4. 社会认知实验有两个阶段,一个训练阶段和   召回阶段。 如果主题鼠标不花费至少25秒 调查刺激动物在训练阶段的主体 动物应该被排除用于该实验(Kogan等人,2000)。在训练阶段的探索时间不足可能导致 不确定或不正确的结果
    5. 主题小鼠说 如果主题小鼠面对刺激,则探索刺激 并且在刺激的1cm内或紧随(≤1cm)后 (Kogan等人,2000)。

  2. 小鼠的社会认知

    对特定少年男性或不同品系的少年男性的社会认可
    1. 训练阶段
      1. 受试小鼠(转基因小鼠及其野生型 同窝动物)应该分组容纳(2-5只小鼠),以获得最佳结果 单只鼠标可以导致社会识别记忆减少 (Kogan等人,2000)。
      2. 将主题鼠标放在干净 塑料笼与家笼相同,在测试前30分钟 允许动物习惯于笼子。
      3. 将少年雄性小鼠(刺激小鼠)与主题小鼠笼子5分钟。
      4. 允许小鼠互相探讨,但如果小鼠开始战斗,他们应立即分离避免伤害。
      5. 5分钟后,将两只小鼠放回其笼中。
    2. 调用阶段
      1. 对于召回阶段,将受试小鼠分成两组。 一 组将放置一个新颖的少年男性和第二组 将与同样的少年男性放置在训练阶段。
      2. 将主题鼠标放入一个干净的塑料笼子里 家笼在测试前30分钟。 重复使用同一个笼子可能会扭曲 作为受试小鼠的结果可能已在床上用品中留下其香味 的笼子。
      3. 将适当的幼年雄性刺激小鼠放入笼子与主题小鼠5分钟。
      4. 允许主题小鼠探索刺激小鼠,但如果 老鼠开始战斗,他们应该立即分开避免 伤害。
      5. 5分钟后,将两只小鼠放回其笼中。

    对特定女性的社会认可
    1. 训练阶段
      1. 将雌性鼠标放入圆线 外壳在一个干净的笼子里十分钟,测试前一天两次 以减少女性小鼠的压力和恐惧(所需设备 参见图1)。


        图1.女性社交的实验设置 识别任务。 A.对于女性社会识别任务,一个小线   外壳和空的清洁鼠标笼。 B.这是一个 用于雌性小鼠的小线外壳的放大图片
      2. 将主题鼠标放入一个干净的塑料笼子里 家笼与小线外壳在测试前30分钟 允许动物习惯于笼子和线外壳。
      3. 简要地,提起电线外壳,并将一只雌性鼠标放入 电线外壳,并允许主题鼠标探索电线 包含雌性小鼠5分钟。
      4. 5分钟后,将两只小鼠放回自己的笼子里。
    2. 调用阶段
      1. 对于召回阶段,将受试小鼠分成两组。 一 组将放置一个小说女性和第二组将 放置与同样女性在训练阶段。
      2. 放置主题小鼠进入一个干净的笼子,相同的家笼,与 电线外壳,在测试前30分钟。
      3. 简而言之,抬起   电线外壳,并将适当的雌鼠放入电线   外壳,并允许主题鼠标探索电线外壳 含有雌性小鼠5分钟。
      4. 5分钟后,将两只小鼠放回它们各自的家笼中。

    其他物种的啮齿动物的鼠标的社会识别
    1. 训练阶段
      1. 将老鼠放入钢丝网罩中 清洁鼠笼10分钟,测试前一天两次 减少大鼠的压力和恐惧(所需设备参见图2)。


        图2.大鼠社会识别任务的实验设置。对于大鼠社会识别任务,大型金属丝外壳和 使用空清洁鼠笼。 B.这是一个放大的图片 用于老鼠的大线外壳
      2. 放置主题 小鼠进入一个干净的塑料鼠笼与线网罩30 在测试之前允许小鼠习惯于笼子和   电线外壳。
      3. 将老鼠牢固地放入金属丝网封套,并将笼子与成年老鼠笼子5分钟。
      4. 监测大鼠和小鼠对,以确保大鼠不能逃离外壳,为了鼠标的安全
      5. 5分钟后,将小鼠和大鼠放回他们各自的家笼。
    2. 调用阶段
      1. 对于召回阶段,将受试小鼠分成两组。 一 组将放置一只新型大鼠(这是对照组)和 第二组将与训练中的同一只大鼠放置 相(这是实验组)。
      2. 在测试前,将受试小鼠放入清洁的塑料大鼠笼子中,在其中放置电线外壳30分钟。
      3. 将适当的大鼠与成年小鼠笼中5 min,允许雄性小鼠在其包围物中探索大鼠。
      4. 5分钟后,将两只动物放回其家笼中。

  3. 小鼠的习惯化习惯
    这种模式模拟小鼠可能经历整个集落的短暂,频繁的相互作用(Dantzer等人,1987; Winslow和Camacho,1995)。 它包括五个短的探索会话,每个有一个分钟持续时间。
    1. 将主题鼠标放入与家庭相同的干净的塑料笼子里 笼中30分钟,然后测试以允许动物习惯   笼。
    2. 将一个新的幼年男性特异性进入笼子 与受试小鼠1分钟。 一分钟后取出刺激 鼠标,并将其放入保持笼
    3. 经过10分钟的延迟,   将相同的刺激小鼠放回与受试者的笼子 老鼠。 重复这两次,总共4个探索会话。
    4. 经过第四个十分钟的延误,第五次探索会话,将一个新颖的少年特异性放入笼子里 主题小鼠。 一分钟后,从笼子里删除刺激小鼠。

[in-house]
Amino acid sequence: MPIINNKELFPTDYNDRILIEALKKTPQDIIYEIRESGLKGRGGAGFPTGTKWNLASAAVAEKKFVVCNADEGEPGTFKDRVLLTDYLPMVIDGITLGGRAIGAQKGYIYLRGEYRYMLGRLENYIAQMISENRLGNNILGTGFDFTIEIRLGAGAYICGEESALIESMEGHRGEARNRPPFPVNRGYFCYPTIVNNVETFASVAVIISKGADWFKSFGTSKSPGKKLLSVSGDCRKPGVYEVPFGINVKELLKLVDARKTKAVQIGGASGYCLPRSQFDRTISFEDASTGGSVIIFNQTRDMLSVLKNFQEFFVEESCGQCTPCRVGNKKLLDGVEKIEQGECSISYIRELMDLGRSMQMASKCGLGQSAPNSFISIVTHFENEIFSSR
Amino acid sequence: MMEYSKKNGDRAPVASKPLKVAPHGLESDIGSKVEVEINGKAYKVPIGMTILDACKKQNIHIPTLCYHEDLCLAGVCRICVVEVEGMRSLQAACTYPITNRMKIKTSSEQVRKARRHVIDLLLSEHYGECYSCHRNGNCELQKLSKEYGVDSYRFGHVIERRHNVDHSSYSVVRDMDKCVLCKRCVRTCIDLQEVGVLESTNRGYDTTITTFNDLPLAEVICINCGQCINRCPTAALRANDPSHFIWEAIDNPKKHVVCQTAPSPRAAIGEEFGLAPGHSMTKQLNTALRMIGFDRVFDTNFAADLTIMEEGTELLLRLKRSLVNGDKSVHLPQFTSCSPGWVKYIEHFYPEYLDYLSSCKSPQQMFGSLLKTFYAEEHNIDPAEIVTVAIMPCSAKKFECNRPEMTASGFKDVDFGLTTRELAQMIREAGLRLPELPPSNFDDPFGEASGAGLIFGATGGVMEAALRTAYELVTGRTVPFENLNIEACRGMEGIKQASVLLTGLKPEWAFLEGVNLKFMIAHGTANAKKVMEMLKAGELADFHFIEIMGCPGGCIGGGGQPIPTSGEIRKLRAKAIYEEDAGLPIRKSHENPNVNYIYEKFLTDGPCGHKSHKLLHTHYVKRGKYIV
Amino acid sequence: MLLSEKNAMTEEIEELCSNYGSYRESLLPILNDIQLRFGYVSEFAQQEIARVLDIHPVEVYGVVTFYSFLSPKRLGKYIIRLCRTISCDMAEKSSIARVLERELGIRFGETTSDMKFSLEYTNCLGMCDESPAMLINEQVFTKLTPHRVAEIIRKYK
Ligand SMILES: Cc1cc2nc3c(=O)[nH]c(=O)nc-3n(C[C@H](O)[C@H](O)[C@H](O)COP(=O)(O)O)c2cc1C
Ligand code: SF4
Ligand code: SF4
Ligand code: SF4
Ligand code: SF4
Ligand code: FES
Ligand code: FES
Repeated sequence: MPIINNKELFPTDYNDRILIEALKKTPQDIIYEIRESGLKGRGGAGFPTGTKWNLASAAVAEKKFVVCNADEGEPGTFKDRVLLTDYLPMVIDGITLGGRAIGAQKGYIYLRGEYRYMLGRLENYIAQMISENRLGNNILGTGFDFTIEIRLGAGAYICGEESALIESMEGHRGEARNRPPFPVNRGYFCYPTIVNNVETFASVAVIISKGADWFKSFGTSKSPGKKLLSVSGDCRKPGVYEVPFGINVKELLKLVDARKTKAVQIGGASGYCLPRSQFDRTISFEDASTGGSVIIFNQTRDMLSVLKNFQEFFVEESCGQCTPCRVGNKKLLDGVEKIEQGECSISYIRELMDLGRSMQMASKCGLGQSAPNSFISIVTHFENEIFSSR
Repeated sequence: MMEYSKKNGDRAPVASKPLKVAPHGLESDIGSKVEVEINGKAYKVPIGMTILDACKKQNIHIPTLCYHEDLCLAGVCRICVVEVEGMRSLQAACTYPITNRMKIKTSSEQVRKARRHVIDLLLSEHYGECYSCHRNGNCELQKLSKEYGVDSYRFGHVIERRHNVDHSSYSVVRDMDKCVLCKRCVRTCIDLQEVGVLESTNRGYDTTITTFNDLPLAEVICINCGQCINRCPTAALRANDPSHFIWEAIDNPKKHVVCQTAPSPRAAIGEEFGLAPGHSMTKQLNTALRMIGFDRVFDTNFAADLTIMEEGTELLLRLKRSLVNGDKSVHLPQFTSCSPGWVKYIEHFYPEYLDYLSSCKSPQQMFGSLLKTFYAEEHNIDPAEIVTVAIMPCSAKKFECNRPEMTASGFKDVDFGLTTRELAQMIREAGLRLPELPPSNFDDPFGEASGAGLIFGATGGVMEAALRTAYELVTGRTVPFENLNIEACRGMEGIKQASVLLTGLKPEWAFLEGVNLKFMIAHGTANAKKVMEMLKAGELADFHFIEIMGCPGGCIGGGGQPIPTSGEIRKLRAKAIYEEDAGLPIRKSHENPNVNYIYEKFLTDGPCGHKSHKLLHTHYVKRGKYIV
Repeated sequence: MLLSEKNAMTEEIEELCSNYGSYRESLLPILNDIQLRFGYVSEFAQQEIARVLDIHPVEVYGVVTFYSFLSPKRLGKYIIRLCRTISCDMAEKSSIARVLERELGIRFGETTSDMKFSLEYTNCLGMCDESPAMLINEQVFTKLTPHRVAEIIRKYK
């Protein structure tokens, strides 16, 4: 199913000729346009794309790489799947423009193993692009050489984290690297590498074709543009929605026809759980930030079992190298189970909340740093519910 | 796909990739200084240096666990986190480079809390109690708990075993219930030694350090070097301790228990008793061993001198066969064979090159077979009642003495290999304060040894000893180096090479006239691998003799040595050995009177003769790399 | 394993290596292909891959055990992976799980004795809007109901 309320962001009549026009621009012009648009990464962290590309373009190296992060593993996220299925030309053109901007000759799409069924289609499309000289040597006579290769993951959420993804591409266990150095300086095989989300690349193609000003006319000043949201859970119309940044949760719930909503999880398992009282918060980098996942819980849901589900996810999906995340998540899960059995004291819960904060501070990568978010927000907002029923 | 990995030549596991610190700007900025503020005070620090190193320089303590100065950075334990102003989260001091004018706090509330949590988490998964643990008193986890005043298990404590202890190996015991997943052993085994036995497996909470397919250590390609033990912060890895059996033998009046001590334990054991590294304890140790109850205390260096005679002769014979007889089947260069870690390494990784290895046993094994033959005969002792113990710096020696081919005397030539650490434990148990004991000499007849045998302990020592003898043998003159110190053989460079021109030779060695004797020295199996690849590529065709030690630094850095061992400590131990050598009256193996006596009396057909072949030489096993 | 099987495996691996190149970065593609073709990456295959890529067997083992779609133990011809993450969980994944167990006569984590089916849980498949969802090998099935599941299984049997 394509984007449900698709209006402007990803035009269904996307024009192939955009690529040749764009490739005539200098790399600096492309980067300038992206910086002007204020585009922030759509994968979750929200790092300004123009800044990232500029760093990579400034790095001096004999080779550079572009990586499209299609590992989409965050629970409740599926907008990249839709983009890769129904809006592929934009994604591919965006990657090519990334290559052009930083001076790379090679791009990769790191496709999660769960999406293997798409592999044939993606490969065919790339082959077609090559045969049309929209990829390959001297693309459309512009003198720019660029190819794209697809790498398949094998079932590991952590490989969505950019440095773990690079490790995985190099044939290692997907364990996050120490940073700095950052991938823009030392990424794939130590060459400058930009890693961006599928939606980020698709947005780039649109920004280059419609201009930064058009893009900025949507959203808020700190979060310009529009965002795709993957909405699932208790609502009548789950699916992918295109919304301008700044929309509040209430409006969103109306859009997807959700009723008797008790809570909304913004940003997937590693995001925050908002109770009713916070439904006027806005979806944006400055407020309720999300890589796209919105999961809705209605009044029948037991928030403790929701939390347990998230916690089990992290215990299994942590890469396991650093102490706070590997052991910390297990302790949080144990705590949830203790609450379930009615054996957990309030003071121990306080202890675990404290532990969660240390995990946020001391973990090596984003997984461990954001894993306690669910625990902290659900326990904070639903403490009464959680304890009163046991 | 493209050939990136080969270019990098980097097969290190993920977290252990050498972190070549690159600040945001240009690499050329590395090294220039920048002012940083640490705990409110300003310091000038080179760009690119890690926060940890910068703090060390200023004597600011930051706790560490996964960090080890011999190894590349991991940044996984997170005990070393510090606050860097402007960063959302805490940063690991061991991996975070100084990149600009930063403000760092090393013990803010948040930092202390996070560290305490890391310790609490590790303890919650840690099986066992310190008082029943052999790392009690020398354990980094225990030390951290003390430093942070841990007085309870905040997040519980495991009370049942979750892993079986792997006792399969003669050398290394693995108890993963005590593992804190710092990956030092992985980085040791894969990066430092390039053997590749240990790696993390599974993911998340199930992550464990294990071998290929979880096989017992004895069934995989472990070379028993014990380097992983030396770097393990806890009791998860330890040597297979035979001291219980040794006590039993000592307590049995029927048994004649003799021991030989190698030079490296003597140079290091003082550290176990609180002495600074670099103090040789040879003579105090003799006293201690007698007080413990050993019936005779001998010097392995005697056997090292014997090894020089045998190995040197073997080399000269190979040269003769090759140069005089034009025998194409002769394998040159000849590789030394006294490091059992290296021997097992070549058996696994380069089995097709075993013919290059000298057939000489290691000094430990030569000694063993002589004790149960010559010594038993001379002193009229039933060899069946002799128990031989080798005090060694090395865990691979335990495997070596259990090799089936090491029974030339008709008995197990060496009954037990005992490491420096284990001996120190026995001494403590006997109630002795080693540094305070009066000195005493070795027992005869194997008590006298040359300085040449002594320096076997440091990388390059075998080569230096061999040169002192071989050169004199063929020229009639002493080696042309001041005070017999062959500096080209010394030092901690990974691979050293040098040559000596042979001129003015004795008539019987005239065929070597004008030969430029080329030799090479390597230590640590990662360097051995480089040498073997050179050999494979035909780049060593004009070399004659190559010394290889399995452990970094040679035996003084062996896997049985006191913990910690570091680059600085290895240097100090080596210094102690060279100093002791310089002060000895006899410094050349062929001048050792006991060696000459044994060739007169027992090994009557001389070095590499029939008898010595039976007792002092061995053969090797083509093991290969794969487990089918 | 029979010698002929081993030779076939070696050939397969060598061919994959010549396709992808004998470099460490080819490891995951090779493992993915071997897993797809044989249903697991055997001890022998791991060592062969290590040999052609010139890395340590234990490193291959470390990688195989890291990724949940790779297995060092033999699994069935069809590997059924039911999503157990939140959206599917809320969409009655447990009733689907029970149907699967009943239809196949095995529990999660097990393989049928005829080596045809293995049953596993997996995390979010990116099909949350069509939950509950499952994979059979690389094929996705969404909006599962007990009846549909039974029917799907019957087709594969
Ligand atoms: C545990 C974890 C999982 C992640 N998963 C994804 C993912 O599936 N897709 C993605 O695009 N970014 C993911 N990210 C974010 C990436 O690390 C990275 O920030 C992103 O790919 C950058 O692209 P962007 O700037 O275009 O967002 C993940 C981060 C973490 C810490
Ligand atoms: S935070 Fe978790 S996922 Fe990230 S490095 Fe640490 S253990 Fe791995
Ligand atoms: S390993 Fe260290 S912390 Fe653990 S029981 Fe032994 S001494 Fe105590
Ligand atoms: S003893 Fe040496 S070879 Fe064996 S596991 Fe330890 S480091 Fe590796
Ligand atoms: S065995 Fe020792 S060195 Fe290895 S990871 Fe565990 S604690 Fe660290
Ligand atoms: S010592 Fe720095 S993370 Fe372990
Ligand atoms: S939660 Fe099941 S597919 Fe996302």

4. 数据分析
    1. 使用秒表,记录主题鼠标的时间量 花费调查刺激动物。 刺激的调查 动物被定义为受试小鼠在一厘米内 将其头部指向另一只动物的受试小鼠, 接触或舔其他动物(图3,视频1)。 最近, Arakawa等人 (2014)也开发了一个自动化软件 用于检测社交互动模式,如果这种方法是 首选。 该软件显示产生与人类相似的结果 观察,但可能不适用于所有情况(Arakawa等人2014)。


      图3.社会识别任务的数据分析。 此图表说明了主题的调查标准 老鼠。对于这两个例子,受试小鼠必须在1cm内 刺激动物,其面部指向刺激。在他的 面板示出了研究的主题小鼠的实例 刺激小鼠的面部区域。 B.这是主题的图片 小鼠调查刺激小鼠的面部区域。 C.这 面板示出了研究的主题小鼠的实例 刺激小鼠的生殖器区域。 D.在这张图片中, 刺激小鼠正在调查刺激的肛门生殖区 鼠标。

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    2. 记录时间(以秒为单位)。
    3. 根据基因型,性别或治疗将动物分组。
    4. 平均勘探时间并确定标准误差。
    5. 使用标准误差测量值绘制数据作为误差条。
    6. 训练会话和召回会话之间的差异可以 使用Student's T检验确定。 据说动物有 形成了刺激动物的记忆,如果有显着的话 减少调查熟悉的刺激花费的时间   动物从训练阶段到召回阶段。 差异 可以通过ANOVA确定。

代表数据

  1. 社会认可任务
    图4是在社交识别范例期间收集的代表性数据的示例,其中年轻男性具有24小时延迟。图4A和4B是来自在回忆阶段中的新动物匹配的组的代表性数据;这是实验的对照组。以秒为单位记录探测时间,并且每个组一起平均,并计算标准误差。然后绘制该数据。预期受试动物花费相似的时间来研究训练阶段中的新动物以及回忆阶段中的新动物。这表明与熟悉的动物的探索时间的任何减少是由于熟悉的动物的记忆。图4C和4D是在召回阶段来自与相同小鼠配对的组的代表性数据。该实施例中的野生型小鼠在召回阶段显着减少了熟悉的小鼠的探索,表明刺激动物的记忆。这个显着的减少表明野生型小鼠形成了针对特异性的记忆。 NR2A小鼠已知具有受损的社会识别记忆,并且在24小时延迟后的回忆阶段中没有显示熟悉的小鼠的探索时间的显着减少(Jacobs和Tsien,2014)。通过学生T检验确定相之间的显着性,并通过ANOVA检验确定各组之间的差异。


    图4.男性特异性识别的代表性数据。 A。对于野生型和NR2A转基因小鼠的幼年雄性同时任务的代表性探索时间,以秒计。在两个会话中使用相同的幼年男性同种型。 B.用SEM误差棒图表示探测时间的平均值。 C.对于野生型和NR2A转基因小鼠的幼年雄性同时任务的代表性探索时间,以秒计。在召回会议中提出了一种新颖的少年男性特异性。 D.用SEM误差条图表示探测时间的平均值。在召回会议中提出了一个新颖的少年特异性
  2. 小鼠的习惯化习惯
    图5是在社会认知的习惯 - 习惯范例期间收集的代表性数据的示例。在该范例中,将受试小鼠引入一个特异性刺激小鼠四次,每次一分钟,随后用新型小鼠进行一次一分钟的探查。最后一次会议作为对前四届会议期间对熟悉刺激的探测预期减少的控制。图5A是表听所有五项试验的代表性数据。预期试验一到四的探索时间随着刺激特异性变得对受试小鼠熟悉而减少。将每组的每次探索的数据进行平均,并计算标准误差。图5B是通过试验数绘制的每组的平均勘探。连续试验之间的显着性通过Student's T检验确定,并且通过ANOVA检验确定各组之间的差异。


    图5.习惯 - 习惯范式的代表数据。 A。对于野生型和NR2A转基因小鼠的每个习惯 - 习惯范例的代表性探索时间,以秒为单位。在第四届会议中使用相同的幼年男性同种异体,在第五届会议中使用新颖的男性同种异体。 B.用SEM误差棒图表示探测时间的平均值。

笔记

尽管所描述的协议相对简单,并且涉及很少的专用设备,但是正确的执行和对细节的注意对于正确的结果和可重复性是必要的。

  1. 首先,实验设置应该在一个稍微暗淡,安静房间作为老鼠经常表现出对明亮的地区的恐惧,可以吃惊 通过突然的大声噪声或运动(Liu等人,2014)。
  2. 类似地,动物应习惯于空笼子和 空的房间,以避免动物表现出恐惧症(Deacon,2006)。   不要将相同的笼子与第一伴侣的粪便和尿液重复使用 可能存在于床上,给出不一致或不对称的结果 (Arakawa等人,2008; Tolokh等人,2013)。 由于使用大鼠笼 大鼠需要的丝网封壳的尺寸。 务必 使受试小鼠在训练前习惯于该测试笼 协议。
  3. 列车阶段和列车阶段之间的持续时间 调用相位根据所测试的存储器类型而变化。 通常对于短期记忆,持续时间为1小时或两小时 小时。 对于长期记忆,典型的持续时间为12-24小时
  4. 刺激动物选择是重要的几个原因。少年 雄性小鼠用于降低成年受试者的可能性 小鼠表现出攻击性行为(Hlinak和Krejci,1991; Heinla等人,2014)。小鼠品系的社会攻击性可能不同 [即:CD-1小鼠(Golden等人,2011),Tg2576小鼠,阿尔茨海默病 菌株(Alexander等人,2011),和具有改变的5-羟色胺水平的小鼠 (Takahashi等人,2012)],并且可能需要更多的侵袭性菌株 分离以避免战斗(Levine等人,1979; Serri和Ely,1984)。 此外,单独安置或已被用于的小鼠 育种可能更具侵略性。在勘探试验期间战斗 对于刺激小鼠和受试小鼠都是危险的。如果 战斗被观察到试验应立即停止 动物分开避免伤害。
  5. 社会认可可能 如果刺激小鼠在不同的菌株上则减少(Macbeth等人, ,2009; Jacobs和Tsien,2012; Jacobs和Tsien,2014)。女性 用作刺激动物应该在相同的遗传背景下由于观察到野生雌性小鼠更有可能繁殖 与来自相同遗传背景的雄性(Macbeth等人,2009)。
  6. 在这里描述的社会认可协议中,育种是 不发生。 电线外壳允许雄性鼠标探索 没有安装或交配行为的女性的气味。
  7. 在里面   使用大鼠来研究种间物种 承认。 可以使用幼年雄性大鼠,并且可能是优选的 尺寸较小。 大鼠包围防止大鼠和老鼠有   作为大鼠的直接相互作用和防止大鼠的杀死(Noack等人 al。,2010)。 确保彻底清洁动物之间的所有外壳 和与70%乙醇或适当的替代的会话。

致谢

这项工作由国家心理健康研究所(MH060236),国家老龄化研究所(AG024022,AG034663& AG025918),USAMRA00002和佐治亚研究联盟(全部给JZT)的资金支持。 该协议改编自(Jacobs和Tsien,2014; Jacobs等人,2015)。

参考文献

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How to cite this protocol: Jacobs, S. A., Huang, F., Tsien, J. Z. and Wei, W. (2016). Social Recognition Memory Test in Rodents. Bio-protocol 6(9): e1804. DOI: 10.21769/BioProtoc.1804; Full Text



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Stephanie A. Jacobs的其他实验方案(1)